Today started with a red sun, burning against a pale grey sky.
At first, I thought it must be a trick of the light. I opened my back door and stepped out onto the deck to get a closer look. It’s odd, that I was so surprised by seeing the sun as a ball of flame. I mean: that’s what it is. But normally, that’s not how it appears.
On the train platform, I looked around. I couldn’t believe that no one else seemed to notice, or find it odd. A little boy skipped by. He had tousled curls and a Bob the Builder backpack, and he stayed one step behind his immaculately suited father.
‘Daddy,’ he said, tugging at his sleeve. ‘Why is the moon in the sky? It’s daytime!’
‘It’s not the moon,’ said his dad. ‘It’s the sun.’
And he quickened his step, forcing the boy to skip faster.
That’s when I noticed: everyone was deliberately avoiding the ominous red sun. I looked again at my fellow commuters, and saw the woman closest to me glance at it, then return her gaze to her feet.
My eyes began to sting. I realised that I was staring directly at the sun, and remembered it wasn’t a good idea.
I remember an old folk rhyme: Red in the morning, shepherd’s warning. What exactly is it that we’re being warned about?
I’m afraid that it’s not just one hot summer, or the worst fire season on record. And I’m well aware that what we’re seeing in Melbourne is nothing compared to what’s happening in the bush.
My feeling is something akin to when I woke up in the middle of the night to find my flatmate transfixed by a crappy disaster movie about terrorists flying into the World Trade Centre. Or so I thought.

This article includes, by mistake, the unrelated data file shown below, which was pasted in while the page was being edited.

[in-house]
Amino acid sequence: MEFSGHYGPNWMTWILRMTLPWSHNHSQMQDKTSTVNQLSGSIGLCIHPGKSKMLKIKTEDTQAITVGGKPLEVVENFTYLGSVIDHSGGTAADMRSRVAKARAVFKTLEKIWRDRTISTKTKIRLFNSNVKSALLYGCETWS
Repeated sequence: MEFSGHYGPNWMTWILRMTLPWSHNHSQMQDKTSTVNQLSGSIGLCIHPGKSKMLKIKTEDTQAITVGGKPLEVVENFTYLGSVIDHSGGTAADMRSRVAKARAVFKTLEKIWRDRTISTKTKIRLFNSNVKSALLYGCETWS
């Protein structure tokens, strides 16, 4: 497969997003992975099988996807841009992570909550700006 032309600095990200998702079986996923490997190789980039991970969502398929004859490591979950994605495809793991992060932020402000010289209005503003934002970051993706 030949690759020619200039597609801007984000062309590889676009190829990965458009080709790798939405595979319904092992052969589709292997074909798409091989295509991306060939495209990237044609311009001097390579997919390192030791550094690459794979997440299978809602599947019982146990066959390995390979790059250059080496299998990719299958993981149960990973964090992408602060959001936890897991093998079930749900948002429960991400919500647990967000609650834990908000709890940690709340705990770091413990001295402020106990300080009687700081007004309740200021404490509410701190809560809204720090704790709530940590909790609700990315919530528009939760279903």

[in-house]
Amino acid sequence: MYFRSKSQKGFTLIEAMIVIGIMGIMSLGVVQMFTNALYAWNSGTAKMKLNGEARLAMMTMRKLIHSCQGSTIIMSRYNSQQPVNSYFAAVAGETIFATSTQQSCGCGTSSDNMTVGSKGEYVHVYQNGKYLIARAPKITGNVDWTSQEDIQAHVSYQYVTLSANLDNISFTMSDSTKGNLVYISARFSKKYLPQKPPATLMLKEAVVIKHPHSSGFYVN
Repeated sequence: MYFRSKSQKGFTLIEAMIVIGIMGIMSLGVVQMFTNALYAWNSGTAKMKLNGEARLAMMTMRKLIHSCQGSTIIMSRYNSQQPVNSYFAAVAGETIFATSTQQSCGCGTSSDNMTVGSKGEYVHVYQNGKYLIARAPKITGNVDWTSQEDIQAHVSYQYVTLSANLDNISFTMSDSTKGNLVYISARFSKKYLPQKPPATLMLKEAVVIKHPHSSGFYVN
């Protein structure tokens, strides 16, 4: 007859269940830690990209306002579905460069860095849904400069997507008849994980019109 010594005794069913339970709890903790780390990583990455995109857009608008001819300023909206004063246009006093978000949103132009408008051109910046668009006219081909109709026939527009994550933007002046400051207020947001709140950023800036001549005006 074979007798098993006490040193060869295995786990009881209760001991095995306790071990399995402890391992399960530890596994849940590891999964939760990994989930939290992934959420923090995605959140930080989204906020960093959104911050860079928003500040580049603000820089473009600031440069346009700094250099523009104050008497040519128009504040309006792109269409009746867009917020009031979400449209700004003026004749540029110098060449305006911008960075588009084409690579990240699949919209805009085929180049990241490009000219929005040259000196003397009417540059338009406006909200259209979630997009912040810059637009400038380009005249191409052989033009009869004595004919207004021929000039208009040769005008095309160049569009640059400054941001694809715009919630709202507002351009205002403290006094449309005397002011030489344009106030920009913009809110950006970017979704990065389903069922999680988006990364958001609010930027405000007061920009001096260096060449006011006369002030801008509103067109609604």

The world is changing.
And the natural world is a far more formidable enemy than Osama bin Laden or al Qaeda. Or rather: we are our worst enemy. A cliché, but true.
I don’t know if we have the courage to do what is necessary to stop this. I don’t know if we’re unselfish enough.
It seems to be far harder to make the decision to go without than to send troops and bombs to obliterate far away countries.
By the time that we accept that we need to drastically change our lifestyles it will very probably be too late.
It’s probably too late already.
I have a seven-year-old boy who I love more than I ever thought I could love anything or anyone. And I’m worried that he will not have the life I’ve had. I can’t bear to think or write anything more drastic than that. I just tried, and I literally can’t. A mental barricade goes up.
It’s much easier to be cynical about my own life than my child’s.
I don’t know what to realistically hope for anymore.
As I rode my bike to the train station this morning, towards the burning sun, I couldn’t help but think: What if this is the last year that we live the way we do now?
Will this be the time we look back on as a turning point, the moment when the world changed?
Maybe that could come true in a positive way. Maybe this could be the year that we collectively wake up?